Reflection #4 on Mental Health Awareness All Year Long with Kecia McDonald and Barbara Bray

By Barbara Bray

Join Barbara Bray in conversations with awesome educators, leaders, and influencers as they talk about their passion and purpose for planting seeds for change. Each podcast has a link to a related blog post with more information and resources.

I am so honored to know Kecia McDonald and to learn why mental health awareness is important all the time. Kecia is Curriculum Coordinator at Kealakehe Intermediate School and a certified health teacher for K-12. I reached out to Kecia to reflect on positive mental health. 
What is good mental health? Why is it a right to have good mental health?
Kecia: According to the World Health Organization, it’s “a state of well-being in which every individual realizes his or her own potential, can cope with the normal stresses of life, can work productively and fruitfully, and is able to make a contribution to her or his community.” There’s a lot to unpack in just that sentence, so let me dive a little deeper into what it looks like.
Good mental health is characterized by a person’s ability to fulfill a number of key functions and activities, including the ability to learn; the ability to feel, express and manage a range of positive and negative emotions; the ability to form and maintain good relationships with others. (learn, self regulate, communicate, collaborate) Ultimately, good mental health is about being cognitively, emotionally, and socially healthy – the way we think, feel, and develop relationships – and not merely the absence of a mental health condition.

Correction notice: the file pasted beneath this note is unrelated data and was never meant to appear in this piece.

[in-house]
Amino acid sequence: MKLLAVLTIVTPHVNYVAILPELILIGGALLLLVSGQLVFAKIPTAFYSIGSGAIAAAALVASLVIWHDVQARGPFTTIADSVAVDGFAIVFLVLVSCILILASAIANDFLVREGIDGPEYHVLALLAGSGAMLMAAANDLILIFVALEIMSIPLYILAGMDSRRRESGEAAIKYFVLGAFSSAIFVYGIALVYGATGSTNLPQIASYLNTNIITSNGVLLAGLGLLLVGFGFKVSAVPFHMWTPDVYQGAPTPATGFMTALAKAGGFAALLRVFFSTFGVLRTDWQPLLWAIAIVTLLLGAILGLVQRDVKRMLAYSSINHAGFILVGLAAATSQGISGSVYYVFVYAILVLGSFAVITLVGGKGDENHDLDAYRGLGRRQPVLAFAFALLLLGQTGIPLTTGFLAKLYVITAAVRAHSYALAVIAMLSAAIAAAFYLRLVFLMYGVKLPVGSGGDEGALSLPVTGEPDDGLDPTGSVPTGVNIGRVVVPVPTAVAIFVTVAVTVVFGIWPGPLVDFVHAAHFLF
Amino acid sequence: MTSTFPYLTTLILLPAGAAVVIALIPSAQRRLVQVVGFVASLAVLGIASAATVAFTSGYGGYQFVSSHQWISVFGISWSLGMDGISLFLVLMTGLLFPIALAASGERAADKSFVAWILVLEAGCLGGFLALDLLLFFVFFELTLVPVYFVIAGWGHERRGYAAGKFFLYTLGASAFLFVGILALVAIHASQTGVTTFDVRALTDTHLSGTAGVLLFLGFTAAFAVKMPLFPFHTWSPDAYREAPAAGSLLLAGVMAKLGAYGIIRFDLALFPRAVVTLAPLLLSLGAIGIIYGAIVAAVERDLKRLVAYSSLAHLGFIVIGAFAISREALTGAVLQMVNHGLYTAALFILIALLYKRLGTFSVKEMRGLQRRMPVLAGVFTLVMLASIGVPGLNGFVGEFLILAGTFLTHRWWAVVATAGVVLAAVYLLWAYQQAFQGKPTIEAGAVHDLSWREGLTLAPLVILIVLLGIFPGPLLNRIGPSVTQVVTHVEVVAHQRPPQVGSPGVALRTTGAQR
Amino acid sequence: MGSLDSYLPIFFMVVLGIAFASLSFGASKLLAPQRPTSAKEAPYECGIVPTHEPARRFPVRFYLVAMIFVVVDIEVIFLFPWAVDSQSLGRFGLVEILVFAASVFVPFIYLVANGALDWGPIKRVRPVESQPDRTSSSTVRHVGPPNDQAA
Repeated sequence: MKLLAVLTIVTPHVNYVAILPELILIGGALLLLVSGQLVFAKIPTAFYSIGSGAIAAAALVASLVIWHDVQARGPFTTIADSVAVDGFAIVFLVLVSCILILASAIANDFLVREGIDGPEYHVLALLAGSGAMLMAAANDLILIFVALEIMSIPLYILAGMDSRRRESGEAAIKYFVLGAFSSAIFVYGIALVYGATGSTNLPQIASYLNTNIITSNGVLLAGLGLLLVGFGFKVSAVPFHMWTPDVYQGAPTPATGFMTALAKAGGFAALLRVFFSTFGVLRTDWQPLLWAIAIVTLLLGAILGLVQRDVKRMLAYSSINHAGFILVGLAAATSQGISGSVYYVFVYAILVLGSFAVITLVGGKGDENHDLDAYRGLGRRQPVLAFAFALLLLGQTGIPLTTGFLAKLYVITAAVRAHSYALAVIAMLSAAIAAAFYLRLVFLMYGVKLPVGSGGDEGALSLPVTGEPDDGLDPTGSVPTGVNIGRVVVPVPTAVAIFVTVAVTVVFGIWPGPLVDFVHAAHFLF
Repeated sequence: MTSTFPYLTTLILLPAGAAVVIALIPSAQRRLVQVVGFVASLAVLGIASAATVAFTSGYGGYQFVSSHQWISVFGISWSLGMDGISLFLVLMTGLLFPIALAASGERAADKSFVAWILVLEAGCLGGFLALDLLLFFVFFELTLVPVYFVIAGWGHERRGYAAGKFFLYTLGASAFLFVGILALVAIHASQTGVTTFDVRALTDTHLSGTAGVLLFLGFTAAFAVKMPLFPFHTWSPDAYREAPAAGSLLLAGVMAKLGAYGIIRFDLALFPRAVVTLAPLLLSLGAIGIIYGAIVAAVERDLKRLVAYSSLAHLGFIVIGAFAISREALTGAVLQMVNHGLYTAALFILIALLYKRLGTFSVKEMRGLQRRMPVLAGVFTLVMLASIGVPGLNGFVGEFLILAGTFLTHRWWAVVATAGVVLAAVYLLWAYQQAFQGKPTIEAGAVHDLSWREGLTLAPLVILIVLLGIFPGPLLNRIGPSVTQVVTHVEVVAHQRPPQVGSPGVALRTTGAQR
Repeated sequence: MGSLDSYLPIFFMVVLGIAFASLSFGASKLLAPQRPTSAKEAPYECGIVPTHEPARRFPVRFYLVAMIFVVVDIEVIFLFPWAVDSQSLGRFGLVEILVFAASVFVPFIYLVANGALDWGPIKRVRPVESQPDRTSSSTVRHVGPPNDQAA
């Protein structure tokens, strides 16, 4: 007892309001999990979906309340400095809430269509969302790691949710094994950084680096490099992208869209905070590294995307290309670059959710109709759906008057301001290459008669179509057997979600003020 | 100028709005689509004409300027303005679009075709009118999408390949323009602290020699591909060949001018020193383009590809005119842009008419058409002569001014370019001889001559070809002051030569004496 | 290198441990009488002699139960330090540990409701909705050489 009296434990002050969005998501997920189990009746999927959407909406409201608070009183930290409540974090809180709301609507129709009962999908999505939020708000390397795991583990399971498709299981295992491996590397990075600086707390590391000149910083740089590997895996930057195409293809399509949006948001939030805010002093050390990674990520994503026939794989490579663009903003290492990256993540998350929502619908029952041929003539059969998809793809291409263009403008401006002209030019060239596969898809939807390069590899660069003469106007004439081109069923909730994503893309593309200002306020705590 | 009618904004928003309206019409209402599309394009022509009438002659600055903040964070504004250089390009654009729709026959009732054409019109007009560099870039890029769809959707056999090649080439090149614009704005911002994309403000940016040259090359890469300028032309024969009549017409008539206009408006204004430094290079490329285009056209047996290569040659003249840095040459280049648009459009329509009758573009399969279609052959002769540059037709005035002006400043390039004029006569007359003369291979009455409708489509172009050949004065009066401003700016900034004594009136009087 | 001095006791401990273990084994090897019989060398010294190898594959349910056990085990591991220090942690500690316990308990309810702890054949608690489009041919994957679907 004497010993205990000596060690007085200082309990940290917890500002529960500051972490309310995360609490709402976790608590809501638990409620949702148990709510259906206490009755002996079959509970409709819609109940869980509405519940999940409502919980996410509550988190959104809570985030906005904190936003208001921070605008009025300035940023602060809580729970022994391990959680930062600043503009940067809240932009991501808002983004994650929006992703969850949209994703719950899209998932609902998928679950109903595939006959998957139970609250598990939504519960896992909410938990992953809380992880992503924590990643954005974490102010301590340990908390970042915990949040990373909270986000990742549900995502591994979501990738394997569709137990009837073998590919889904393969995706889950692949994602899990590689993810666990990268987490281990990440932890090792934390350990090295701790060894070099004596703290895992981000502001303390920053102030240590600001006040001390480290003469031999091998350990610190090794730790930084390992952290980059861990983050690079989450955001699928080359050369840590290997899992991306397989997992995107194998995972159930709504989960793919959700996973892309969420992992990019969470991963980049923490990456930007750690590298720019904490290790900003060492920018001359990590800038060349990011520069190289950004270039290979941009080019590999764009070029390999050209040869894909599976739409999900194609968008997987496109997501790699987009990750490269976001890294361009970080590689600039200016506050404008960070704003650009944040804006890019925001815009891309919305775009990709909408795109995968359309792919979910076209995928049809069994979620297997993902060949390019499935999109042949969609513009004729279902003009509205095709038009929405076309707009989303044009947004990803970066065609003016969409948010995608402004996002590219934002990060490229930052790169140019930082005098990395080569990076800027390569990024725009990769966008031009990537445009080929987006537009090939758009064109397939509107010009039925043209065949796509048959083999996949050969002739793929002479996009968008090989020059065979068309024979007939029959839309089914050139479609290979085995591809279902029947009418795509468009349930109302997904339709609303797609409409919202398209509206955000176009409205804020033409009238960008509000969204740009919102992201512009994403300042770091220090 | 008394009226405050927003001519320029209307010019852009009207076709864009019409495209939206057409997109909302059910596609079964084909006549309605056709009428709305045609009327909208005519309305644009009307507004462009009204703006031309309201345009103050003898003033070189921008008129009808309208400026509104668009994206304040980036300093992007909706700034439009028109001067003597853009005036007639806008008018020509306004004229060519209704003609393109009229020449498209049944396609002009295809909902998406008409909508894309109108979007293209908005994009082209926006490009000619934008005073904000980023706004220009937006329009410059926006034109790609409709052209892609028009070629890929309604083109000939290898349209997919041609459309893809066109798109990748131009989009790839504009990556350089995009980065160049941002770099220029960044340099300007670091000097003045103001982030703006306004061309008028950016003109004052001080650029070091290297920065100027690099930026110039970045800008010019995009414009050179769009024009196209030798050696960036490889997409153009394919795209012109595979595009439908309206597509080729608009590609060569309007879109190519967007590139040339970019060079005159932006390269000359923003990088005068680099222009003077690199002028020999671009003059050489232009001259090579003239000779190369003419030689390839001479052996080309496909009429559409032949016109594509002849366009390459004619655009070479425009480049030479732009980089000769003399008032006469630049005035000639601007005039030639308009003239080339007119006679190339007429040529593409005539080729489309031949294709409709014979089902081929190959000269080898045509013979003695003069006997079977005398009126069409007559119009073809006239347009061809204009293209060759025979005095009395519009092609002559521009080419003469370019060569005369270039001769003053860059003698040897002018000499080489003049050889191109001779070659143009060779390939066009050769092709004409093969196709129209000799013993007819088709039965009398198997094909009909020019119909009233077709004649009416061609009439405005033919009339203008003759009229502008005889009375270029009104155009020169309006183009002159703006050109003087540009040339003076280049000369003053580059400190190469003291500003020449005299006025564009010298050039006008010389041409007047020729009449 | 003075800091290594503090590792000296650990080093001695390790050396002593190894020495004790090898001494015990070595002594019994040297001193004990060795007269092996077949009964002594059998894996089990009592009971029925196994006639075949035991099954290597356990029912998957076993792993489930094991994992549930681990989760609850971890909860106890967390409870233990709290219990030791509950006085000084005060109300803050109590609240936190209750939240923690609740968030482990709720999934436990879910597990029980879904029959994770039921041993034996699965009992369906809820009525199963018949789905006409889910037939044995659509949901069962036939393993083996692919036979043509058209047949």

Signs of good mental health are:

you are confident when faced with new situations or people.
you feel optimistic.
you don’t always blame yourself.
you set goals.
you feel good about yourself.
you have good self-esteem.

Doesn’t that sound like something every human being has the right to? And wouldn’t the world be a better place if everyone did?
Why are the stories of the struggles that students, teachers, and families are going through real?
Barbara: The struggles are real for everyone during this pandemic. Work, businesses, banking, and school as we know them have been completely disrupted at all levels. There are many people who are “essential” workers who work as first responders, medical personnel in hospitals, delivering packages and so many more including our teachers who are our heroes. With the stay-at-home order, families are working from home and trying to balance work, parenting, and being responsible for their children’s learning. Teachers are responsible and still held accountable for what their students are learning yet not every family has access. Family, friends, and teachers who I know on social media have reached out to me to share their frustrations. There really is no way they could teach the same way they taught face-to-face. But many teachers have never taught online before. Teachers who are also parents mentioned that distractions make it difficult to teach. 
After many weeks of “sheltering-in-place,” people are experiencing quarantine fatigue. The news is scary and living in an uncertain world is troubling. The challenge for teachers will be how to continue to build culture and keep the relationships going with students and families in a remote and possibly a hybrid environment.
What do teaching and learning look like now and how will it look later after COVID 19?
Kecia: Right now, teaching and learning look like a wide range of realities being experienced by individuals all over the map, on extreme ends of the spectrum. Let me give you a few examples directly related to the mental health of our com…